I remember when Night Music by Jenn Marie Thorne was requestable on Edelweiss some time ago and I was, for a while, considering requesting it. I can’t quite recall what influenced my decision not to do so, but it did still end up on my TBR at least. I’m not exactly big on stories about musical geniuses. To date, I can only really recall one that I enjoyed enough to spend time with it more than once and that was August Rush. I tend to enjoy films more than books when it comes to those centered around characters whose lives involve music. Something about this one really captured my attention though and I will admit that a part of me is interested because of the interracial relationship. It’s rare for me, as someone in an interracial relationship, to come across stories that represent that. To this day I’m still frustrated that Disney only shows interracial relationships where the girl is a person of color (e.g. Esmerelda and Pocahontas). And while I am fully aware that this is a small complaint in terms of how others have lacked representation, it’s still nice to see it sometimes.
Night Music features two characters whose lives center around music, one the daughter of a musical genius who manages to flub her audition to the music school he is part of and the other a musical genius who dreams of working under her father, his hero. Naturally, there is a romance involved but in this case it also triggers a discussion regarding racial separation, which in and of itself is something I’m glad to see coming up more often in novels rather than hidden in the shadows so racists can pretend these tensions don’t exist when they do.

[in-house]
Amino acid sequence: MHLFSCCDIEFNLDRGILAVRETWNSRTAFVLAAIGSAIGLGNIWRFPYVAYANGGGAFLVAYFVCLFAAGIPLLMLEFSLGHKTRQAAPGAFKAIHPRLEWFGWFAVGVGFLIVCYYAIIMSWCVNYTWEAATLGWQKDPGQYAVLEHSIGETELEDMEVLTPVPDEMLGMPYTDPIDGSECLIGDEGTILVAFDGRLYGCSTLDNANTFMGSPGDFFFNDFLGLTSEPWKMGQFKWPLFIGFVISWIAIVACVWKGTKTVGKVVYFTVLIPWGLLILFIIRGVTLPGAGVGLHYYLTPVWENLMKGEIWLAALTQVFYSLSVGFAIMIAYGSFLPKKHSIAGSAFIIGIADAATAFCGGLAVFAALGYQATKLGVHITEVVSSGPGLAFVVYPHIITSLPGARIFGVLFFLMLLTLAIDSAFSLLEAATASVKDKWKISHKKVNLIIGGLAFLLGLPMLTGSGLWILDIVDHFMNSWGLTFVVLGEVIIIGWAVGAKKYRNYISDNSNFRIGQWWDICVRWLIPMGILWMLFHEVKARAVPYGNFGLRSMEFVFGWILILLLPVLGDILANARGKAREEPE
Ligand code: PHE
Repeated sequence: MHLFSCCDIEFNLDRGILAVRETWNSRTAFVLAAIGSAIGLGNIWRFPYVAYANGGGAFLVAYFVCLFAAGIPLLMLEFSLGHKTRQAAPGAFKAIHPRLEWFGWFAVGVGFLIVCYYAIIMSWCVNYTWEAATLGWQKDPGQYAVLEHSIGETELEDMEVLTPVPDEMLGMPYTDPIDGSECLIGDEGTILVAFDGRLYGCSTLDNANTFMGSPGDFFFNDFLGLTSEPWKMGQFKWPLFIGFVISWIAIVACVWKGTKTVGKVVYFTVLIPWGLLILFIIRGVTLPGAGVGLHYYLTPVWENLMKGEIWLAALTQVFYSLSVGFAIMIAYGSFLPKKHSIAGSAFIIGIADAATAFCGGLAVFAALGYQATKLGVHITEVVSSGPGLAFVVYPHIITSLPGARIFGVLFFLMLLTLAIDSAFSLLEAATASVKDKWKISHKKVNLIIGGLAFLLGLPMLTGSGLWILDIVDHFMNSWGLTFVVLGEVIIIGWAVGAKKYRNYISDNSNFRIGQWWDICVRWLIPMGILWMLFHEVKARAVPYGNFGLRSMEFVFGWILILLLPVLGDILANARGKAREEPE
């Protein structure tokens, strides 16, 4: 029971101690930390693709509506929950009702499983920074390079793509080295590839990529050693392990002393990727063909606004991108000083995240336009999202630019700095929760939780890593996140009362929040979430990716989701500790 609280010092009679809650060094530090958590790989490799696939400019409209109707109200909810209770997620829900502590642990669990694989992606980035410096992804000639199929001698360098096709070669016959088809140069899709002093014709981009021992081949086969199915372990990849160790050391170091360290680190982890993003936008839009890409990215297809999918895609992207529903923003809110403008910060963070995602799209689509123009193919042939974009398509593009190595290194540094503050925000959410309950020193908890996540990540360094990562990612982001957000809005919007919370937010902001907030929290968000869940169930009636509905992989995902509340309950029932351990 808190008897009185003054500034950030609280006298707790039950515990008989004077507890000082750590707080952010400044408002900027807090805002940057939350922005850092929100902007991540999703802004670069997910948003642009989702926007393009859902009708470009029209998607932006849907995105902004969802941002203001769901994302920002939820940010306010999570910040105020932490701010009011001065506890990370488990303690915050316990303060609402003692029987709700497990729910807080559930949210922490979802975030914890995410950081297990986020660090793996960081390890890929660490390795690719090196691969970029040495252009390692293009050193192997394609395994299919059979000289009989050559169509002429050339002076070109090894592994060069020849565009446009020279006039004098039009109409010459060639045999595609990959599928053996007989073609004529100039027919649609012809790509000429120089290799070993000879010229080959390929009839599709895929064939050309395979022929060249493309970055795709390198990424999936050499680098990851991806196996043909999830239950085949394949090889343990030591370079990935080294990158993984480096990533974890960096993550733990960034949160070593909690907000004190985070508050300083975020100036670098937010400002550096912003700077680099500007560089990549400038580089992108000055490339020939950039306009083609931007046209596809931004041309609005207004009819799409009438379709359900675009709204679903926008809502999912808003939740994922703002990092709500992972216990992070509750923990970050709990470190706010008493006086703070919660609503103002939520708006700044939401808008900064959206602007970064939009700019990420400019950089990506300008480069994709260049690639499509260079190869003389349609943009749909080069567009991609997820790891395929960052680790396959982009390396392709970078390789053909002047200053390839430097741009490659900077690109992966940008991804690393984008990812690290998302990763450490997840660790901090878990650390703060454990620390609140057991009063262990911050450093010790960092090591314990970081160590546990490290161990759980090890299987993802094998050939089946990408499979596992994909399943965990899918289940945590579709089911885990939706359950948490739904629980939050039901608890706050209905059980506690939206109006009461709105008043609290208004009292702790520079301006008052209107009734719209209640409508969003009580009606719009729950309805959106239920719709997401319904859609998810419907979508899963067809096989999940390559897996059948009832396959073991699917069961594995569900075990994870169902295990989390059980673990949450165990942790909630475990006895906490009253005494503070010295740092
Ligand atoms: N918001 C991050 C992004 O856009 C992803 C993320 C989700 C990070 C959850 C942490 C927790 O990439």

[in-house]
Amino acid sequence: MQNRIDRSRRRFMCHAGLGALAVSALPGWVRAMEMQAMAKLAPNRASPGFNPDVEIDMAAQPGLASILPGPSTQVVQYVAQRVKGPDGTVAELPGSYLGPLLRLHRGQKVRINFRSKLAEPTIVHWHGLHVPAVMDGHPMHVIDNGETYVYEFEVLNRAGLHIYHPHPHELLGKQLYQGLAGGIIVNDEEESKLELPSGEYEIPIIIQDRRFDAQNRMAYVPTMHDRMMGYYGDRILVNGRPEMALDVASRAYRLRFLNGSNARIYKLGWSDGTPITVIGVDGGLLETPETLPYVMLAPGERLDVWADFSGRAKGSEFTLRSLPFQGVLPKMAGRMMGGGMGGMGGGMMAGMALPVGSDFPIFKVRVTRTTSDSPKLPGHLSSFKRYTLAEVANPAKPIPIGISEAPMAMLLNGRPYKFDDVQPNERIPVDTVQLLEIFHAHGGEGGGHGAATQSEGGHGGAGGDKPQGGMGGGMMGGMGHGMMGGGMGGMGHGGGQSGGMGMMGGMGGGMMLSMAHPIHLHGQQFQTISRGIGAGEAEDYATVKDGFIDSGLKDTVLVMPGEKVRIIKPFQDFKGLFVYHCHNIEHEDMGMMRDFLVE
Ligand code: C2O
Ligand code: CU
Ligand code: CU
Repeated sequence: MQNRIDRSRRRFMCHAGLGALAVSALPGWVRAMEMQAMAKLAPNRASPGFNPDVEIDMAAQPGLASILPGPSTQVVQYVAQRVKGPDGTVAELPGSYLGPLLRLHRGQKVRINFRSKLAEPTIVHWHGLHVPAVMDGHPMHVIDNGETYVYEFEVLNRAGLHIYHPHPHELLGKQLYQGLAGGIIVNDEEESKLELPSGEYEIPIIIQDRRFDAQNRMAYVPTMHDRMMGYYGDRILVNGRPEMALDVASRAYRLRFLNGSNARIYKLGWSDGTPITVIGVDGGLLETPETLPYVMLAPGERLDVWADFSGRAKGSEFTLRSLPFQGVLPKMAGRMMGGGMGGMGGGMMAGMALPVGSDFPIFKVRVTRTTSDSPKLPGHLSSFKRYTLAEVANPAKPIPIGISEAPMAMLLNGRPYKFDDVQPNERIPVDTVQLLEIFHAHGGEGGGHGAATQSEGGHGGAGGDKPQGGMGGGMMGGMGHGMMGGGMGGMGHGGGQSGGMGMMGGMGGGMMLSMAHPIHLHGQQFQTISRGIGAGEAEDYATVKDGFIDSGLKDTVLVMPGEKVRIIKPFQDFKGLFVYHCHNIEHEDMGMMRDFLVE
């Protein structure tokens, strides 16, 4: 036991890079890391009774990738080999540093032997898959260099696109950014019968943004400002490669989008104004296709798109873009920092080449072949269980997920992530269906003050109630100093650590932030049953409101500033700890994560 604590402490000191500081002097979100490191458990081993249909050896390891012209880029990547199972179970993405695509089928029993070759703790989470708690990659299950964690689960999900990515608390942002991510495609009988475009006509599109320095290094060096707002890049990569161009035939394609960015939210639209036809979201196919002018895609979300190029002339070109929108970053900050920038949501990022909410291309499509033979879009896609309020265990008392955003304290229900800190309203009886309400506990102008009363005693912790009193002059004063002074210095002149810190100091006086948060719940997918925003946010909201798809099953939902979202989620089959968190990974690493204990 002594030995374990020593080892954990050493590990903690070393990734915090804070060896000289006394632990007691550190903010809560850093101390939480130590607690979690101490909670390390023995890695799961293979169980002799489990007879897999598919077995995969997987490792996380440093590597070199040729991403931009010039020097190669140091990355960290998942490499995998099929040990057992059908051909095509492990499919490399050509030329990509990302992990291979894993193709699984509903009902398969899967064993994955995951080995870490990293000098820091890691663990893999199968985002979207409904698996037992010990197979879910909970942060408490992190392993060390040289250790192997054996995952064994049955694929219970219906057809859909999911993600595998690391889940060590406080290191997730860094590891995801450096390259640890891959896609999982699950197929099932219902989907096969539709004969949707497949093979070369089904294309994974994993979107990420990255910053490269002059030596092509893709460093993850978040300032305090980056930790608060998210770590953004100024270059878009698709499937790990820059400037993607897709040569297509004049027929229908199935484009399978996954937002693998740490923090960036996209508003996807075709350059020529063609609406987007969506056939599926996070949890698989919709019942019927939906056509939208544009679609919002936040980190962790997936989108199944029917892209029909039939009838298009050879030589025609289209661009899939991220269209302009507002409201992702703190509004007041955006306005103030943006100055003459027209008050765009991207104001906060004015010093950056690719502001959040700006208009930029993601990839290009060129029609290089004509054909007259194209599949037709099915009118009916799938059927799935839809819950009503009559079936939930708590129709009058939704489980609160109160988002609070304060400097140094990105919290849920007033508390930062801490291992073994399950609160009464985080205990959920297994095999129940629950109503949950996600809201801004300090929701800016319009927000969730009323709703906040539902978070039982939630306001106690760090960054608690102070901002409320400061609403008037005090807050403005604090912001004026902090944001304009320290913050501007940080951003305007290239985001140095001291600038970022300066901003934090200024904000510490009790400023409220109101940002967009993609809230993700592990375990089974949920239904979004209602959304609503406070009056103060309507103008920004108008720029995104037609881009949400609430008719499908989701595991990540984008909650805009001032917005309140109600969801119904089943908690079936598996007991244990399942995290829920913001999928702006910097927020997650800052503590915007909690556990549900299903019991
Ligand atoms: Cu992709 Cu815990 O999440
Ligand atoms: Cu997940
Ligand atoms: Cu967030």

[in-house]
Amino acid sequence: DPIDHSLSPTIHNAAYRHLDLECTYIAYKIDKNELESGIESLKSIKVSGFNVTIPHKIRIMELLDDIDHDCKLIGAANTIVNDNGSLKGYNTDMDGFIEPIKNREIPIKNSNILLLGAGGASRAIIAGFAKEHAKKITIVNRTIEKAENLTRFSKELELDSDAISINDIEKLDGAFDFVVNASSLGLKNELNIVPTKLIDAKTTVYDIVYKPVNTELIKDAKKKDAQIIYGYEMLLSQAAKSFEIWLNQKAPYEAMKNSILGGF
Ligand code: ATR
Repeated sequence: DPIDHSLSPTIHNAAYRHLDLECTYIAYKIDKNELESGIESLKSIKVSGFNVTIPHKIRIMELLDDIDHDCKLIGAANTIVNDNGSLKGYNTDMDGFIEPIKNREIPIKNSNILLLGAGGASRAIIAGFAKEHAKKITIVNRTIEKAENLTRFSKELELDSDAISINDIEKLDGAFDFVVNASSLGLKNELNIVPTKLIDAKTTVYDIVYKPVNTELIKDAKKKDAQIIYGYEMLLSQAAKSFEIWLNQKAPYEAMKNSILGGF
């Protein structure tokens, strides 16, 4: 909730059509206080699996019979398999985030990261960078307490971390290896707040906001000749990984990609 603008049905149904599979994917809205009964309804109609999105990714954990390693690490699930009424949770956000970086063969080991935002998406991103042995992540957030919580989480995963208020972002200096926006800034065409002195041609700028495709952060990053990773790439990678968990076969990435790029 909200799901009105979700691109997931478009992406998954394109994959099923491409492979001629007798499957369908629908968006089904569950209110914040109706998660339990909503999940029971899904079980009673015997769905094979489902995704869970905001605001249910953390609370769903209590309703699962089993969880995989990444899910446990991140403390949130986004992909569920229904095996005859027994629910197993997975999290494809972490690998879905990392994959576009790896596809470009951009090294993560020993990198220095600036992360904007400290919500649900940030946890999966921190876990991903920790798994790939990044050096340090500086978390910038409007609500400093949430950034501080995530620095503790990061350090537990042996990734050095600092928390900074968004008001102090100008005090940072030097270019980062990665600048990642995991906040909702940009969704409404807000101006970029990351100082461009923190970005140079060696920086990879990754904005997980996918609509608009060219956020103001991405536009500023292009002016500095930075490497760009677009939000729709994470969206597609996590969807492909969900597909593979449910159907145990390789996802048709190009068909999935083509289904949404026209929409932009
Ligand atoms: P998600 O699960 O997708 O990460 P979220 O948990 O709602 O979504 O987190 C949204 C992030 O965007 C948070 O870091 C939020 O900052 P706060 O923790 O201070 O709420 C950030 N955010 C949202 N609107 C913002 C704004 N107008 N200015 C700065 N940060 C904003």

A romantic comedy that sweeps you up with breezy writing and canny social commentary, set behind the scenes of the classical music world during one hot, anything-can-happen, New York City summer
Ruby has always been Ruby Chertok future classical pianist, heir to the Chertok family legacy, daughter of renowned composer Martin Chertok. But after bungling her audition for the prestigious Amberley School of Music–where her father is on faculty–Ruby is suddenly just . . . Ruby. And who is that again? All she knows is that she wants out of the orbit of her relentlessly impressive family, and away from the world of classical music for good. Yes? Yes.
Oscar is a wunderkind, a musical genius. Just ask any of the 1.8 million people who’ve watched him conduct his own compositions on YouTube–or hey, just ask Oscar. But while he might be the type who’d name himself when asked about his favorite composer and somehow make you love him more for it, Oscar is not the type to jeopardize his chance to study under the great Martin Chertok–not for a crush. He’s all too aware of how the ultra-privileged, ultra-white world of classical music might interpret a black guy like him falling for his benefactor’s white daughter. Right? Right.
But as the New York City summer heats up, so does the spark between Ruby and Oscar. Soon their connection crackles with the same alive, uncontainable energy as the city itself. But can two people still figuring themselves out figure out how to be together? Or will the world make the choice for them?
What are your feelings about this novel so far? Do you think you’d like to read it or is it one you’d prefer not to read?